Project description:The mammalian vomeronasal organ (VNO) expresses two G-protein coupled receptor gene families that mediate pheromone responses, the V1R and V2R receptor genes. In rodents, there are ~150 V1R genes comprising 12 subfamilies organized in gene clusters at multiple chromosomal locations. Previously, we showed that several of these subfamilies had been extensively modulated by gene duplications, deletions, and gene conversions around the time of the evolutionary split of the mouse and rat lineages, consistent with the hypothesis that V1R repertoires might be involved in reinforcing speciation events. Here, we generated genome sequence for one large cluster containing two V1R subfamilies in Mus spretus, a closely related and sympatric species to Mus musculus, and investigated evolutionary change in these repertoires along the two mouse lineages.We describe a comparison of spretus and musculus with respect to genome organization and synteny, as well as V1R gene content and phylogeny, with reference to previous observations made between mouse and rat. Unlike the mouse-rat comparisons, synteny seems to be largely conserved between the two mouse species. Disruption of local synteny is generally associated with differences in repeat content, although these differences appear to arise more from deletion than new integrations. Even though unambiguous V1R orthology is evident, we observe dynamic modulation of the functional repertoires, with two of seven V1Rb and one of eleven V1Ra genes lost in spretus, two V1Ra genes becoming pseudogenes in musculus, two additional orthologous pairs apparently subject to strong adaptive selection, and another divergent orthologous pair that apparently was subjected to gene conversion.Therefore, eight of the 18 (~44%) presumptive V1Ra/V1Rb genes in the musculus-spretus ancestor appear to have undergone functional modulation since these two species diverged. As compared to the rat-mouse split, where modulation is evident by independent expansions of these two V1R subfamilies, divergence between musculus and spretus has arisen more by mutations within coding sequences. These results support the hypothesis that adaptive changes in functional V1R repertoires contribute to the delineation of very closely related species.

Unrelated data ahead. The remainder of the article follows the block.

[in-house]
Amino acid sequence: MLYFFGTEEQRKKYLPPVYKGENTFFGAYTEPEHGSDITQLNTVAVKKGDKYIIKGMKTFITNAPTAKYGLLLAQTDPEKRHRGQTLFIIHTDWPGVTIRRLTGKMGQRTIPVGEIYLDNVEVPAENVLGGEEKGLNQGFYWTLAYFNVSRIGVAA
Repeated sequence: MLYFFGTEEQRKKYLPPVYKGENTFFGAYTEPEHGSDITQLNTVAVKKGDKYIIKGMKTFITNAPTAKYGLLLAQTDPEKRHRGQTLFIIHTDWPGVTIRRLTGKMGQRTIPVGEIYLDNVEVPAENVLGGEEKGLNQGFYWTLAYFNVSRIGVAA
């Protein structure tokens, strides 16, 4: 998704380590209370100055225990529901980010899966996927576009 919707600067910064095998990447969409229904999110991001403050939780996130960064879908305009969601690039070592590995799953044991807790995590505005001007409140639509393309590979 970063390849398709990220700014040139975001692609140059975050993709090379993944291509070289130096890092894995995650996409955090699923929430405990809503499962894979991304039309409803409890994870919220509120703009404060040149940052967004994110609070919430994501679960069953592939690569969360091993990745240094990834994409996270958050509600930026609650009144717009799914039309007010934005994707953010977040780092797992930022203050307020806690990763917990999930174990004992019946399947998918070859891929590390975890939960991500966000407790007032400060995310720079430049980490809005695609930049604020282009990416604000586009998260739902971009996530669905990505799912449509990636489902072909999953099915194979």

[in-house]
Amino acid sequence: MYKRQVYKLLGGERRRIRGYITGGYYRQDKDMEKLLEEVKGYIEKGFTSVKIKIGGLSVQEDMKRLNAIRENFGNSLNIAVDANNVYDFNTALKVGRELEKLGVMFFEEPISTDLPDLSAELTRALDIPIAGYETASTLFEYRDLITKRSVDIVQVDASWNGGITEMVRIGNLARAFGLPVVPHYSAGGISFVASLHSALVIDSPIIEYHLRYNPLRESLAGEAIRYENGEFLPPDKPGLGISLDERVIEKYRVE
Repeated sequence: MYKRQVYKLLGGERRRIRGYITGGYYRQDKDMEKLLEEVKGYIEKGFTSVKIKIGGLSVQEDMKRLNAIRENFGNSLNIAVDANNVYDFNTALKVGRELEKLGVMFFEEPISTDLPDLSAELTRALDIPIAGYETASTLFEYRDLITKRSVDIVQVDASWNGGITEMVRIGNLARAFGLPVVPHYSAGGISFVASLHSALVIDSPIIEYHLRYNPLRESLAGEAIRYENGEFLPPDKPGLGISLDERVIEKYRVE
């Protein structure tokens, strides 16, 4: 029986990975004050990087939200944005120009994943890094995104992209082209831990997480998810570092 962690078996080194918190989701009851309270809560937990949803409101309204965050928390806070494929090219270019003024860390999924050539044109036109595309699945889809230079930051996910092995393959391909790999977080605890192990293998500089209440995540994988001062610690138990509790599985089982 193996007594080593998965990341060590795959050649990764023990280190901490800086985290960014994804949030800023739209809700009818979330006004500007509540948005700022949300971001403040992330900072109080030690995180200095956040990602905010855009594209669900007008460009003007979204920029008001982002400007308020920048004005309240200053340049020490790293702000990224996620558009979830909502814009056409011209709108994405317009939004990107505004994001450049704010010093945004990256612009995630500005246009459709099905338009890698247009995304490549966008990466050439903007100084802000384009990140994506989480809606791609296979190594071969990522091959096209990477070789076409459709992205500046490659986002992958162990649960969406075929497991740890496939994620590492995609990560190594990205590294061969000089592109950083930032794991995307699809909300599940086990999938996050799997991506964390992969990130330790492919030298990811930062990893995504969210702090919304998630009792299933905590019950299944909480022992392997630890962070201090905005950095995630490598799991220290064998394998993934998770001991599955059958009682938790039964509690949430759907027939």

Project description:Rodent betaherpesviruses vary considerably in genomic content, and these variations can result in a distinct pathogenicity. Therefore, the identification of unknown betaherpesviruses in house mice (Mus musculus), the most important rodent host species in basic research, is of importance. During a search for novel herpesviruses in house mice using herpesvirus consensus PCR and attempts to isolate viruses in tissue culture, we identified a previously unknown betaherpesvirus. The primary PCR search in mouse organs revealed the presence of known strains of murine cytomegalovirus (Murid herpesvirus 1) and of Mus musculus rhadinovirus 1 only. However, the novel virus was detected after incubation of organ pieces in fibroblast tissue culture and subsequent PCR analysis of the supernatants. Long-distance PCR amplification including the DNA polymerase and glycoprotein B genes revealed a 3.4 kb sequence that was similar to sequences of rodent cytomegaloviruses. Pairwise sequence comparisons and phylogenetic analyses showed that this newly identified murine virus is most similar to the English isolate of rat cytomegalovirus, thereby raising the possibility that two distinct CMV lineages have evolved in both Mus musculus and Rattus norvegicus.
Project description:BACKGROUND: Due to their high level of genotypic and phenotypic variability, Mus spretus strains were introduced in laboratories to investigate the genetic determinism of complex phenotypes including quantitative trait loci. Mus spretus diverged from Mus musculus around 2.5 million years ago and exhibits on average a single nucleotide polymorphism (SNP) in every 100 base pairs when compared with any of the classical laboratory strains. A genoproteomic approach was used to assess polymorphism of the major milk proteins between SEG/Pas and C57BL/6J, two inbred strains of mice representative of Mus spretus and Mus musculus species, respectively. RESULTS: The milk protein concentration was dramatically reduced in the SEG/Pas strain by comparison with the C57BL/6J strain (34 ± 9 g/L vs. 125 ± 12 g/L, respectively). Nine major proteins were identified in both milks using RP-HPLC, bi-dimensional electrophoresis and MALDI-Tof mass spectrometry. Two caseins (? and ?s1) and the whey acidic protein (WAP), showed distinct chromatographic and electrophoresis behaviours. These differences were partly explained by the occurrence of amino acid substitutions and splicing variants revealed by cDNA sequencing. A total of 34 SNPs were identified in the coding and 3'untranslated regions of the SEG/Pas Csn1s1 (11), Csn2 (7) and Wap (8) genes. In addition, a 3 nucleotide deletion leading to the loss of a serine residue at position 93 was found in the SEG/Pas Wap gene. CONCLUSION: SNP frequencies found in three milk protein-encoding genes between Mus spretus and Mus musculus is twice the values previously reported at the whole genome level. However, the protein structure and post-translational modifications seem not to be affected by SNPs characterized in our study. Splicing mechanisms (cryptic splice site usage, exon skipping, error-prone junction sequence), already identified in casein genes from other species, likely explain the existence of multiple ?s1-casein isoforms both in SEG/Pas and C57BL/6J strains. Finally, we propose a possible mechanism by which the hallmark tandem duplication of a 18-nt exon (14 copies) may have occurred in the mouse genome.